A lot has happened in two years for the True North Sports Camps, formerly North Toronto Baseball Camps.
The last time this newspaper caught up with the quartet of college friends, Gabe Diamond, Jeremy and Simon Weisz, as well as Lee Berger, were just starting up their First Down Flag Football Camp.
Now the entrepreneurial push that started in 2007 with a baseball focus is expanding into other sports and other boroughs and cities, like Etobicoke and Hamilton.
And they’ve added a new office, a new name and two full-time employees.
Seated at her desk inside the office on Eglinton Avenue West is Courtney Berger, wife of Lee, and a recent full-time employee as of October. She’s executive director for True North Sports Camps – the offshoot since the four founders have gone into other sports – and she relays the growth the sports development camp has experienced. She’s excited.
Courtney’s been on the outside looking in since the four started the North Toronto Baseball Camp while attending Western University in 2007.
“I was around when they started up the first year. I’ve seen it grow from this really small community camp,” she admits. “It still has that feel.”
Lee, seated close by, chimes in, and expands on the need for the community feel, and the company’s need to adopt a hub-and-spoke model.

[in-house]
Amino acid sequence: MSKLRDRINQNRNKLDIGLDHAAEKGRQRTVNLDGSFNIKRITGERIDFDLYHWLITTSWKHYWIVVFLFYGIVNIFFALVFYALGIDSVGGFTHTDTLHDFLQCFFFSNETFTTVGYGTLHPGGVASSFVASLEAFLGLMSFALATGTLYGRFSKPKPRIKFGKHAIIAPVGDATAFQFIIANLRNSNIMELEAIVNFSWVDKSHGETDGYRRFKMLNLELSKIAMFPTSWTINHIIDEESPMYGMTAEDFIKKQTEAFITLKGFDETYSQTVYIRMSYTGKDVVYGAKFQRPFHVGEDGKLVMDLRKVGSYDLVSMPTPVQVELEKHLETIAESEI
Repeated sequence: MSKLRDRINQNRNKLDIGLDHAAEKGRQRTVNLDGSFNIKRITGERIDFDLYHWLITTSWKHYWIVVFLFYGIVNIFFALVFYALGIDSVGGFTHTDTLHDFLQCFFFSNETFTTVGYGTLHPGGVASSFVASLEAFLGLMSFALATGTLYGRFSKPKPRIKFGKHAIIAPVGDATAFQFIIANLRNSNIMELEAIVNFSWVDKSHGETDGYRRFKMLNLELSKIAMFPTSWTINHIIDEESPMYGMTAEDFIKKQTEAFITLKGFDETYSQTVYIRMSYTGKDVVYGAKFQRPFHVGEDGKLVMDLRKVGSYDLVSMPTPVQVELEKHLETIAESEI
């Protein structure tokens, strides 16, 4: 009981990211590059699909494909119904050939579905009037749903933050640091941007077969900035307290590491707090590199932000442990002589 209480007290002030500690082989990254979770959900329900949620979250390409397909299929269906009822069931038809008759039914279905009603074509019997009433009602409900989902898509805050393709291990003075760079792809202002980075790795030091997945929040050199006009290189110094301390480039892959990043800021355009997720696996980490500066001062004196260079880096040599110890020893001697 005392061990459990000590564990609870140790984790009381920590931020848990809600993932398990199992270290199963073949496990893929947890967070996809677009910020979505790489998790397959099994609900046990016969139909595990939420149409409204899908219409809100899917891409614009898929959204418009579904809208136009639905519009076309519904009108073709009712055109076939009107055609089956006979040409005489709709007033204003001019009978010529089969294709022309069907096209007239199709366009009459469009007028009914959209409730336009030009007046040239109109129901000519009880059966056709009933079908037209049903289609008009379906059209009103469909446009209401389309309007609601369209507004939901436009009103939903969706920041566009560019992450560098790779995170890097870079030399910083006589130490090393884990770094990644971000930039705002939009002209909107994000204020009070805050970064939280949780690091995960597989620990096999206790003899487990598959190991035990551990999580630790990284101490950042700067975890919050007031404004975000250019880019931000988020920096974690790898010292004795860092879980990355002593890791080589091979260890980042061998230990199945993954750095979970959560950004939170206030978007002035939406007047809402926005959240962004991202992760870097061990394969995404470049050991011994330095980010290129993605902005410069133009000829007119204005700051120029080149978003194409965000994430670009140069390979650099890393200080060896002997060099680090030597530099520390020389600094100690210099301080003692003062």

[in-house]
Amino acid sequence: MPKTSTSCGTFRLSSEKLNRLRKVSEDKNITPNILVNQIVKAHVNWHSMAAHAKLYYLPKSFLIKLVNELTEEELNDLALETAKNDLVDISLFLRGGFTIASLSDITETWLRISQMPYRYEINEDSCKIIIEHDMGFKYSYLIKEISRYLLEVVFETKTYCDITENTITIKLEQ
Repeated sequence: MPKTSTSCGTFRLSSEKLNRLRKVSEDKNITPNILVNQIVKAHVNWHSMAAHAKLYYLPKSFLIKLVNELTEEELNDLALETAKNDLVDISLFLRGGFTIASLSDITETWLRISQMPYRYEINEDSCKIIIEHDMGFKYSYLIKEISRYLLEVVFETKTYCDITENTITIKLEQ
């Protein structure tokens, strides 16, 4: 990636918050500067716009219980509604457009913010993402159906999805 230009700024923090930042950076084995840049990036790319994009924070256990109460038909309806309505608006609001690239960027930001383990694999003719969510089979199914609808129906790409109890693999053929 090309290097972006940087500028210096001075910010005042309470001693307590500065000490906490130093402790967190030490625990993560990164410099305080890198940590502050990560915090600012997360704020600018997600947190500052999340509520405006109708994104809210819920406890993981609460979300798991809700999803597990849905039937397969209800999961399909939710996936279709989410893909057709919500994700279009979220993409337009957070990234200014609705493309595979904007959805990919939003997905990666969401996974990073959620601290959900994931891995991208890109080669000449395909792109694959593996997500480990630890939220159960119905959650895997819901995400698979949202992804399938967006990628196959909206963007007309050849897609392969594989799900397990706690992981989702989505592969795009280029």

“We are looking to grow, but it will be slow and steady,” he says. “We believe in quality of the program, and not for the sake of growing.”
Sure enough, this year the camp has introduced both basketball and soccer to their docket, and their ringer is multisport, which allows for the staff to be creative and play on their strengths.
“The multisport program is unique that it allows us to leverage the strengths of our staff that we have working any particular week,” Lee says.
Though it may be daunting to take their midtown business model and transplant it in the Hammer, the reception has been positive.
“They never heard of us before, and they don’t have anything similar,” Courtney says.
But they will, and it’s in the heart of Hamilton’s recreational area, Alexander Park.
At present, the camps have over 200 kids participating. That’s not bad considering the baseball camp, in its first year, only had eight kids.
“You can’t run a camp with seven or eight,” Lee admits. “As it turned out, a couple of kids showed up on the first day.
“Every week throughout the rest of the summer, we added a couple to our utilization,” he adds. “It was an amazing start.”
And with Steeltown in focus, the true test of mettle comes.
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